(Honestly, if you asked random passersby to name a set to introduce a professorial character, I’m sure everyone’s first suggestion would be a classroom with a big chalkboard covered in writing. So why look any further? …Still, best to add a few lines of dialogue to make sure there’s absolutely no confusion in the back rows.)

      My point about DiCaprio’s head-shaking in shot #5, or Caine’s pointing in shot #12—Nolan or the actors “spicing” the dialogue—is that these gestures are ultimately irrelevant, and do nothing to distract from precisely how little is on display—how precious little is happening. Move DiCaprio’s shaking to a different shot, Caine’s pointing to a different shot—have DiCaprio be the one who points, Caine the one who shakes his great learnéd head—none of it makes any real difference.

      Now compare those two trivial gestures with Knives’s hand motion in shot #11 in the Scott Pilgrim clip. Why did Wright direct Ellen Wong to do that there?

      1. It adds surprise to her sudden appearance (continuing the suddenness of the appearance of Stacey, Wallace, and Jimmy in the second master shot, #6);
      2. Therefore, it adds to Pilgrim’s embarrassment at being seen with Knives in front of Ramona;
      3. It foreshadows her similar gesture in shot #16, where she’ll gesture toward her new haircut (which she got to mimic Ramona);
      4. Therefore, it helps foreshadow the later scene where she’ll dye her hair blue to further mimic Ramona;
      5. It subtly echoes Wallace’s raised hand gesture (in shot #8);
      6. It prepares for the sudden action in the next two shots (#12, #13), in which Knives rushes forward to embrace Pilgrim.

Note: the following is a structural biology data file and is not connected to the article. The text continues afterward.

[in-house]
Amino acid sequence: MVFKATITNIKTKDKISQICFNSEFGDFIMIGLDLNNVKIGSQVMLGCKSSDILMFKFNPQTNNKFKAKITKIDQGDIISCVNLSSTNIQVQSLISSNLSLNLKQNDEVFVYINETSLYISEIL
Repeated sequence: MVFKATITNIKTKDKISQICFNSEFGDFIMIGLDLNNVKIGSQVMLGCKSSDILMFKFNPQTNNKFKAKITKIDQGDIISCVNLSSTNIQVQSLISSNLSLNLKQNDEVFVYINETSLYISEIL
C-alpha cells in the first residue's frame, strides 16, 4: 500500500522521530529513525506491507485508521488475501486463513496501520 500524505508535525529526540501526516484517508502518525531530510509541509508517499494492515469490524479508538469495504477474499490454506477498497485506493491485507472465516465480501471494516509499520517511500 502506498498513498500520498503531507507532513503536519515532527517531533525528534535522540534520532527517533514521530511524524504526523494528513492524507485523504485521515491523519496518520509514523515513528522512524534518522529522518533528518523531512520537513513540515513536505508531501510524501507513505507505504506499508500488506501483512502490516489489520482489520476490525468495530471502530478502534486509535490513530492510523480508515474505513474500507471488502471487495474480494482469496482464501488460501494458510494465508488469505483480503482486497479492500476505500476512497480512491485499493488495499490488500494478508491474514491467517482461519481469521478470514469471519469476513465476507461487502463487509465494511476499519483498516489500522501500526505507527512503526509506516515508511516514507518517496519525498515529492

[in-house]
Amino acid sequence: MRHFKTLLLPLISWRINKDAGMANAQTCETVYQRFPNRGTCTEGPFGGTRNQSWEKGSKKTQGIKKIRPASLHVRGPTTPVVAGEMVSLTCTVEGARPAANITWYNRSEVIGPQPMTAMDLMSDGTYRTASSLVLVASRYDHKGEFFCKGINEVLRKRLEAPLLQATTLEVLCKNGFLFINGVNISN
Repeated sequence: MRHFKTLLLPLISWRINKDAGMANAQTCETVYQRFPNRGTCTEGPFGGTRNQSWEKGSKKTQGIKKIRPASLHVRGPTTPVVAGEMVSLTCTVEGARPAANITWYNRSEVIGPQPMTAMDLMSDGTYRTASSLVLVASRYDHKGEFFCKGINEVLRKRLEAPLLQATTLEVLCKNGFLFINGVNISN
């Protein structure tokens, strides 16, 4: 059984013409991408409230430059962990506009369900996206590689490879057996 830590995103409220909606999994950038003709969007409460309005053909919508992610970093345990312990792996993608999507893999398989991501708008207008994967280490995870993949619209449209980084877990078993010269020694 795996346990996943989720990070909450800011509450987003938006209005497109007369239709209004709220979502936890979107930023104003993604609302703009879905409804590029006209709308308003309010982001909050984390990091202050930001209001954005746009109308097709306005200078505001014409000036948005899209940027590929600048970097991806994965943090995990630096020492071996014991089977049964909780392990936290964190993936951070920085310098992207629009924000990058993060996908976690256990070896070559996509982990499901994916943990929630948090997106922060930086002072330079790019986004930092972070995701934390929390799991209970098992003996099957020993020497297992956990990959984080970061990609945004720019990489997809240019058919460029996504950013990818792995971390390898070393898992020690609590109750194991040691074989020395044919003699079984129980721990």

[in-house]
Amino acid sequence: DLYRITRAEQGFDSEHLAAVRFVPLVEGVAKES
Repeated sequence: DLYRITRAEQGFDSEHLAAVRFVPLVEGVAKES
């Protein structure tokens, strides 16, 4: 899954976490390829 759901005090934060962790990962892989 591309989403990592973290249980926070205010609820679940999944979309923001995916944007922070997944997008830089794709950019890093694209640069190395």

Lots going on there! Every detail of the scene in Scott Pilgrim is very well thought out, just like the details in those scenes from The Birds and The Shining. It would be a disservice to those films and their directors to call that “spice”—it’s rather careful, strategic planning.

      Much less so in Inception, where thoughtlessness rules the day. (Actually, I suspect Nolan’s actual goal in much of Inception is to distract the audience as little as possible from the incessant focus he places on the words the characters recite—because, again, most of the information in that film is conveyed, repeatedly, through expository dialogue. All eyes on the moving mouth, please…)

      1. Yes spicing is the wrong word. Much, much thought went into the planning and preparation of those scenes. But I would assume much thought went into blue screens and such.

        Who said ‘occasional gesture?’ Not me.

        The paradox of $200 million films and their often artless nature is maybe not a paradox. Least common denominator.

        Nolan is seemingly not ‘smearing himself on the’ screen. Diane Williams would say ‘page.’ His demons have more to do with popularity than death or relationships or our place in the world.

  3. I’m glad somebody had nice things to say about Scott Pilgrim. Certainly the movie had problems (for example, casting Michael Cera), but it was a lot of fun, and didn’t disgrace the comics nearly as much as it might’ve…

    1. Hey, Tadd,

      It seems as though casting Cera backfired, keeping a lot of people away? (At least, that’s what I’ve been hearing.) I hadn’t seen him in anything before this, so I didn’t bring any biases to his performance.

      I thought he was rather good, in fact. His performance exhibited a lot of range: smug, weak, pathetic, strong, endearing, and more, and yet he and Wright managed to make it all seem like one coherent character. I thought that impressive.


  4. I like Edgar Wright, but he failed miserably in Scott Pilgrim.